Where driving is the issue, then all US states require drivers to have the financial capability, whether through auto liability insurance, a bond, or any other state-approved means, to pay for any damages they may cause to another individual and/or his/her property in the event of an automobile accident.

Auto liability insurance, which is mandated in 48 states have different types. Two of these are the full tort car insurance and the no-fault or personal injury protection (PIP). In full tort car liability insurance package, the drivers involved in an accident can sue each other, first, for the purpose of determining whose fault the accident was and, second, to seek compensation from the liable party for all (physical and/or property) damages the innocent driver was made to, and will still, suffer. Full tort coverage also allows for compensation for pain and suffering.

No-fault insurance or PIP is a type of insurance coverage wherein the policy holder is paid by his/her own insurance provider in the event of an accident regardless of whose fault the accident was. PIP, however, limits the right of the victim to sue the person at fault – a condition that many consider advantageous to both victim and driver at fault for such reasons as: both will be paid by their insurance providers; there is no more need to file a lawsuit for the victim to prove the fault of the other driver (the basis of tort coverage) and, upon determining fault, for the victim to claim damages; and, the cost of the premiums, compared to tort coverage, is lower since filing a lawsuit is no longer necessary.

Besides covering medical cost for bodily injuries, PIP may also cover other losses or damages (legally called economic damages) like lost wages due to inability to report to work (this is not an automatic guarantee, however, since some states have not approved coverage of lost wages).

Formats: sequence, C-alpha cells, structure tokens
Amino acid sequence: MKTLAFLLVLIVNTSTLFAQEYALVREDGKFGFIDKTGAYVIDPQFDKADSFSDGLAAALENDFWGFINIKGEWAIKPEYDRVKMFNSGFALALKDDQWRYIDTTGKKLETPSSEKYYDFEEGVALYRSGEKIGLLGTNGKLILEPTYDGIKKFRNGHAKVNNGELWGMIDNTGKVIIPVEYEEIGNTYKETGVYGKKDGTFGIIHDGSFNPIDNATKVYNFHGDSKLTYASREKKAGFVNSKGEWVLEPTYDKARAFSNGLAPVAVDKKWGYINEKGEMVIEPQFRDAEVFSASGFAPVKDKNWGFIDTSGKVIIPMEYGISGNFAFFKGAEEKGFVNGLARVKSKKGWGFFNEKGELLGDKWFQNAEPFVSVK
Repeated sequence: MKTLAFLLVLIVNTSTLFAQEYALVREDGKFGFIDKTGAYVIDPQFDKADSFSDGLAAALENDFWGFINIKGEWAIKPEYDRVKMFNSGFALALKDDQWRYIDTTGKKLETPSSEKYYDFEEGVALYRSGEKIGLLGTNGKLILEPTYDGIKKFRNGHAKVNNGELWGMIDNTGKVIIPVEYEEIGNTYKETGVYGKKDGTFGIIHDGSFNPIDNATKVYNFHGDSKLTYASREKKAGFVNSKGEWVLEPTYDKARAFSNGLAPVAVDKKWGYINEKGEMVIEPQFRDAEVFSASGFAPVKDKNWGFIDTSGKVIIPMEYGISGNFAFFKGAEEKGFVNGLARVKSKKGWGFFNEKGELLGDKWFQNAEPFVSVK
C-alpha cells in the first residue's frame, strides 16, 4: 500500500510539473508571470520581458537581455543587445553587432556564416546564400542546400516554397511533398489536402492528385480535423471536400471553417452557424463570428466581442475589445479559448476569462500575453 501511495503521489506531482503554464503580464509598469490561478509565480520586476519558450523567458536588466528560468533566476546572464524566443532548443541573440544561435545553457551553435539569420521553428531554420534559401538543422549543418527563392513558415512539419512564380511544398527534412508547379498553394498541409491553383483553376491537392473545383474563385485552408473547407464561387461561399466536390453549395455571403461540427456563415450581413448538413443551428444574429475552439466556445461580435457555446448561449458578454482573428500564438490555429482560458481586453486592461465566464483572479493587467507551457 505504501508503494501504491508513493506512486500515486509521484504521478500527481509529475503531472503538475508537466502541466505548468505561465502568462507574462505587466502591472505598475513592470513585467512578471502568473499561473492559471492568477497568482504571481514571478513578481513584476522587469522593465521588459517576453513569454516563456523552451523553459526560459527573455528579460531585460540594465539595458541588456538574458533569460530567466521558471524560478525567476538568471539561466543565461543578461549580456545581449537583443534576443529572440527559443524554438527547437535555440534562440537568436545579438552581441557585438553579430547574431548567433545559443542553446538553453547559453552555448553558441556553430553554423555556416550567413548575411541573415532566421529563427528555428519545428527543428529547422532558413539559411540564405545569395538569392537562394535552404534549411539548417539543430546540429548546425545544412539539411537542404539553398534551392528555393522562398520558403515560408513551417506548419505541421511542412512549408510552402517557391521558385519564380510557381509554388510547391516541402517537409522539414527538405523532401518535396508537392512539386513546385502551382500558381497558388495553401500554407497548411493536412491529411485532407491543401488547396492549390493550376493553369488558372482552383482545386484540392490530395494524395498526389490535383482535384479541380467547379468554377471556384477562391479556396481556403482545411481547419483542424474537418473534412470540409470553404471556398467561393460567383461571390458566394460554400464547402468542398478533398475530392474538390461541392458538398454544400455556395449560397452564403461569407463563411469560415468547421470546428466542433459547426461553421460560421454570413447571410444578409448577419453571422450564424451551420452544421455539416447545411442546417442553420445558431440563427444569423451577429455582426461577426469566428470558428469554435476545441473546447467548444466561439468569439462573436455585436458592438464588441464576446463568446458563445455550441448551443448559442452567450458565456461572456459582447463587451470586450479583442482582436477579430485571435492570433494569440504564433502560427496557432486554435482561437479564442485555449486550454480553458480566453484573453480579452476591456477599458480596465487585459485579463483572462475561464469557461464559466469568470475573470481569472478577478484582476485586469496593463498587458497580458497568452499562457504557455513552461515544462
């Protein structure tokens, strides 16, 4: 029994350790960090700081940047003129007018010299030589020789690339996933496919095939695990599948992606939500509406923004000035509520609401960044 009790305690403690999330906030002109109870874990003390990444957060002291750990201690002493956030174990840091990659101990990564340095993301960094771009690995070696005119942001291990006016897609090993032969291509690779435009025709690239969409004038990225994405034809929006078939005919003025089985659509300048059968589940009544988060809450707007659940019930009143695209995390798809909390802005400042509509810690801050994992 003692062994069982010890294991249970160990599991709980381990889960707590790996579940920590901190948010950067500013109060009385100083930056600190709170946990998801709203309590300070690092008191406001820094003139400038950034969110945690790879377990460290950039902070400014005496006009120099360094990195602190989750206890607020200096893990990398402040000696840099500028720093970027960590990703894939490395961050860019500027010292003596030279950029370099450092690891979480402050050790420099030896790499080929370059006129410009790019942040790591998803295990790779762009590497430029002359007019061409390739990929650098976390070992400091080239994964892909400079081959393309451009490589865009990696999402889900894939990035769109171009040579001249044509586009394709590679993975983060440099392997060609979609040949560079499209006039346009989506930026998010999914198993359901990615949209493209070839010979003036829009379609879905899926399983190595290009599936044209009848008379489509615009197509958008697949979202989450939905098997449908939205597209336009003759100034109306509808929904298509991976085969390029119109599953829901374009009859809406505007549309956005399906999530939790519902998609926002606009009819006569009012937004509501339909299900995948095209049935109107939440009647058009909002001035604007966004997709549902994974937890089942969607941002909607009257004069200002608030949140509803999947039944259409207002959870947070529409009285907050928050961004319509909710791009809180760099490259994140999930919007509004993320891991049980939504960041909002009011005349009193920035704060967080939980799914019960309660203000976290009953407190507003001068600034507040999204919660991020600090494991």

The no-fault car insurance coverage is mandated in these nine states: Florida, Hawaii, Kansas, Massachusetts, Michigan, Minnesota, New York, North Dakota, and Utah. Three other states: Kentucky, New Jersey and Pennsylvania, allow drivers to choose which insurance coverage they will want to carry either the full tort or the no-fault coverage.

According to the website of Schuler, Halvorson, Weisser, Zoeller & Overbeck, P.A., it is quite common for many insurance providers to deny claims, delay payments on claims, or underpay them. As a result, injured victims are further made to suffer by these insurance firms which put them in financial difficulties.

Injured victims, though, are not the only ones affected by the disloyalty of insurance firms. Even health care providers (who have provided the needed medical attention) end up not getting compensated for the services that they have already rendered.

Insurance providers, a lot of these, have been known to employ tactics which will keep them from making payouts in order to keep their profits. As a result, the ones in the losing end are the injured victims, their families, and all those who have rendered them services, especially health care providers. Auto insurance liability coverage policies are legal documents; there are times when it would take legal counsels to fight for the right of policy holders and to remind insurance firms of their obligations in compensating their clients who are eligible to make claims.